I spend a lot of time listening to music throughout the year, making my lists of favorite records, the best songs and so on and on. But in the process I cannot help but look at and think about the album artwork and how that accompanies this music. Increasingly, in this digital age, album art is relegated often to postage stamp-sized icons on our screens and iPhones, already downsizing from the pretty small size of CDs. Maybe people do not think about album covers as much, yet I still love to stare over them like I did as a kid. And I still tend to buy albums in LP format because I like seeing that cover nice and big.
In lieu of a best albums of the year list, I decided to curate this list of my favorite album covers of the year. Below is but a sampling of some of the excellent artwork from 2011, some of which point to a few of the thematic trends in imagery, typography, illustration and intricacy.
Last week I was introduced to a great new unknown band called The Antlers. The new album Hospice is a dark orchestral and electronic pop album that recalls Arcade Fire’s bombast and the quivering and mannered voice of Antony. The song that sold me was the opener “Kettering.” But this one below really blew me away this morning while eating breakfast and reading the news; it’s much more joyful and upbeat musically, though of course a hint of sadness in the lyrics.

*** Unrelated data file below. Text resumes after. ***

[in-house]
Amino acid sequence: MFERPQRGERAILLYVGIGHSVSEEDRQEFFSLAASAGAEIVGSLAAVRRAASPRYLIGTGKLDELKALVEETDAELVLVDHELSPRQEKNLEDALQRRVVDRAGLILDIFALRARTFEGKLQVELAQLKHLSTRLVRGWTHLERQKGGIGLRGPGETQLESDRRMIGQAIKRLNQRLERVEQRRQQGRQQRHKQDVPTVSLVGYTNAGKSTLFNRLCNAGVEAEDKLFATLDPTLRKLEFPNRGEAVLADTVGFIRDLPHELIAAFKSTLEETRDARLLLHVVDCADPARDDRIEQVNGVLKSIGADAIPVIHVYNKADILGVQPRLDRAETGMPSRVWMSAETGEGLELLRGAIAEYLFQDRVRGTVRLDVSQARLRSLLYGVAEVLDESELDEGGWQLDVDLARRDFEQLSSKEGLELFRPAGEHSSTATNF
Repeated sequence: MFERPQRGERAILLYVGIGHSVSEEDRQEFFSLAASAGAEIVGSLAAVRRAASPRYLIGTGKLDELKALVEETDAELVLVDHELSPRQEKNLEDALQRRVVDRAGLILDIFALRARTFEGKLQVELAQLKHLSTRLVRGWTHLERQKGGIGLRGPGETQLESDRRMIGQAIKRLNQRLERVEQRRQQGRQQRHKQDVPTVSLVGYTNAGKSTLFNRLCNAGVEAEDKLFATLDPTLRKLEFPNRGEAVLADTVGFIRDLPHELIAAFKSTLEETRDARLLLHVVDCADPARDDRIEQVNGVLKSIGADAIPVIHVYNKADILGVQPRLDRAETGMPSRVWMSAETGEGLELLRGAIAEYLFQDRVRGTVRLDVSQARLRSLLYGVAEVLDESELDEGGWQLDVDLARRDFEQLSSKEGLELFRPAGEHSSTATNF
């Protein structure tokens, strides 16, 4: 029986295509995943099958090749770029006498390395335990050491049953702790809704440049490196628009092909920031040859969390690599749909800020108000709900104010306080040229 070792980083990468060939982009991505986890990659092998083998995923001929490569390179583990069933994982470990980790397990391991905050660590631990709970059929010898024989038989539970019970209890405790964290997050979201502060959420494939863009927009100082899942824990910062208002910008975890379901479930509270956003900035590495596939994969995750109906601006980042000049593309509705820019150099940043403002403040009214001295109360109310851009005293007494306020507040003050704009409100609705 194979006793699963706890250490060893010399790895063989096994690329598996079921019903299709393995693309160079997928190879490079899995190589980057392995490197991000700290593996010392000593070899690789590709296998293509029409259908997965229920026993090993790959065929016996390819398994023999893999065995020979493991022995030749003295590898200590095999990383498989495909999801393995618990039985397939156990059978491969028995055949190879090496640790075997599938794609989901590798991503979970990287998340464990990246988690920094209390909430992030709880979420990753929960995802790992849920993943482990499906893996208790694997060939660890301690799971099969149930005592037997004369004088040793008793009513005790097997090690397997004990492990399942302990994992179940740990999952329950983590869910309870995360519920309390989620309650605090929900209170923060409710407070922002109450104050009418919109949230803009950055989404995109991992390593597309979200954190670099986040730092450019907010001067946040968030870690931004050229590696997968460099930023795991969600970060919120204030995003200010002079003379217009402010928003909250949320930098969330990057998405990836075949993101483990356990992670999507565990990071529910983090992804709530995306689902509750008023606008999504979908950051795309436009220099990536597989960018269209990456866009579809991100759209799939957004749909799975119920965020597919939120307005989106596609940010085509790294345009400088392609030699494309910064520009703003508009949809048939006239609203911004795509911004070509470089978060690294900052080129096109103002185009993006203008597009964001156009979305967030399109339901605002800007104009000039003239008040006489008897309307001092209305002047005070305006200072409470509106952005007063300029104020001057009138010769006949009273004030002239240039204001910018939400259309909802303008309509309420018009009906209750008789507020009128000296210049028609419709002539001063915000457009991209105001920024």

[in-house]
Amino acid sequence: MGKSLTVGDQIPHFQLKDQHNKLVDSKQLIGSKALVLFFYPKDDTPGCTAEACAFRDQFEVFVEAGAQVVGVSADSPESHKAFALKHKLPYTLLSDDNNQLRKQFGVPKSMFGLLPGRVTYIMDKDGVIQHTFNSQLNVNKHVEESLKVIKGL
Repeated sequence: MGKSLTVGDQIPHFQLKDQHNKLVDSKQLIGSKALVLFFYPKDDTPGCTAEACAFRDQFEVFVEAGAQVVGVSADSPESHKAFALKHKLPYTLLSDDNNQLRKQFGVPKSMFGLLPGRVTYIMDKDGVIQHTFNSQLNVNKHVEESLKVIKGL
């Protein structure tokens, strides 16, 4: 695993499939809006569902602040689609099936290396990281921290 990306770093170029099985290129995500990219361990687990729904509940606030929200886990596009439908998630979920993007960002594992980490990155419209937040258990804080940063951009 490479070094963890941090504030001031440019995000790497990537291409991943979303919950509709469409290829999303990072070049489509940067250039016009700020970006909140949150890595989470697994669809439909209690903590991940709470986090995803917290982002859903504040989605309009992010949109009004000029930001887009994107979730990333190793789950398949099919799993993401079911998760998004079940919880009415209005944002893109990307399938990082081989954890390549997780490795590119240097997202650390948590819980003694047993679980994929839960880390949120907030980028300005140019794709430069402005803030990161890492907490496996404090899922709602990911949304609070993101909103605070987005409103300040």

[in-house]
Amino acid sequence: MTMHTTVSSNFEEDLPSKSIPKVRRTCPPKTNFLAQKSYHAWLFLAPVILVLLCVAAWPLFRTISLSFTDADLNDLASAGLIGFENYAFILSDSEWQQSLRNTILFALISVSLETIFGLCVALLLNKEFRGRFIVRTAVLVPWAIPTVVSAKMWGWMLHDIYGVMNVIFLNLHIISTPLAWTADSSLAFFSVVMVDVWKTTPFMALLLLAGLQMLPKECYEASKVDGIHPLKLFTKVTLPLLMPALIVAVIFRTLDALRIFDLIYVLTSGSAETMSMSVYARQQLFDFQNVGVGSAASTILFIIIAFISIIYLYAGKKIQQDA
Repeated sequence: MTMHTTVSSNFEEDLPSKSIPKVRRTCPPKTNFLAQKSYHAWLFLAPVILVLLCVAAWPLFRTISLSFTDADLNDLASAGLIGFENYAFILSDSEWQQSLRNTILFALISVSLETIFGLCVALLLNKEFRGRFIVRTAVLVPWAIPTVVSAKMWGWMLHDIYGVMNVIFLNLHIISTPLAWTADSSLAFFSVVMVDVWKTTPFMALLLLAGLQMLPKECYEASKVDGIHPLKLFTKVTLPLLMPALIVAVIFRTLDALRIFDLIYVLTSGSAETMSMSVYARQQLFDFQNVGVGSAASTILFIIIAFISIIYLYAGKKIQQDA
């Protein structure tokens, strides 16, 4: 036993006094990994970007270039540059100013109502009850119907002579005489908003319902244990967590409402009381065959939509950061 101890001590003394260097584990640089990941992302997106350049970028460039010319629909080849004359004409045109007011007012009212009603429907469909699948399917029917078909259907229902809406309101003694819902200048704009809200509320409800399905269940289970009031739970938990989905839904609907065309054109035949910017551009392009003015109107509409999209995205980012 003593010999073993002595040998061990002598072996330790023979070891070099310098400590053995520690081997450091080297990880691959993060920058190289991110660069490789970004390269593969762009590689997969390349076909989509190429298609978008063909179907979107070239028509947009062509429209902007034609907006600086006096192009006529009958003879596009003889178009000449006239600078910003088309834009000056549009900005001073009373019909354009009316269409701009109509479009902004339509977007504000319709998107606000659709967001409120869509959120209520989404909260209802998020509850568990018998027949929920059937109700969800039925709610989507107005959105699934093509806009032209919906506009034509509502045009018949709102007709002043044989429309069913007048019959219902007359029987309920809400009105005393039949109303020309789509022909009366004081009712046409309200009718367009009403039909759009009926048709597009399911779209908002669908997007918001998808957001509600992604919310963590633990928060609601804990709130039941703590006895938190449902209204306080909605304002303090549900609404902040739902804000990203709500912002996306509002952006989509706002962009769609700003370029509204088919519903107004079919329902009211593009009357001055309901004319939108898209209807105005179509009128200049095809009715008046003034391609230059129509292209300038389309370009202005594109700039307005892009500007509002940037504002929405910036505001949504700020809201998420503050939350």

UPDATE 3/11: Just saw The Antlers perform live tonight at The Black Cat for probably 35 people tops. We were taping the show for NPR Music to put up at a later date, but all I can say is wow. Going in, didn’t know what to expect: For as intricate and full a sound they have on the album, I was curious if they would be able to recreate it live, or if they would adapt the material. Many bands like this often end up a tad underwhelming or pale in comparison.
But The Antlers — with only 3 members (guitarist\vocalist, drummer, keyboardist on a Fender Rhodes) — managed to capture the songs but expand upon them in new ways…usually in a wash of guitar feedback and heavily distorted Fender Rhodes fed through a myriad of pedals and a Korg mini synth. Although the set was quite short, it definitely was pretty great. They’ll be a really good band if they keep it up. I shall post a link to audio when the concert goes live on NPR Music.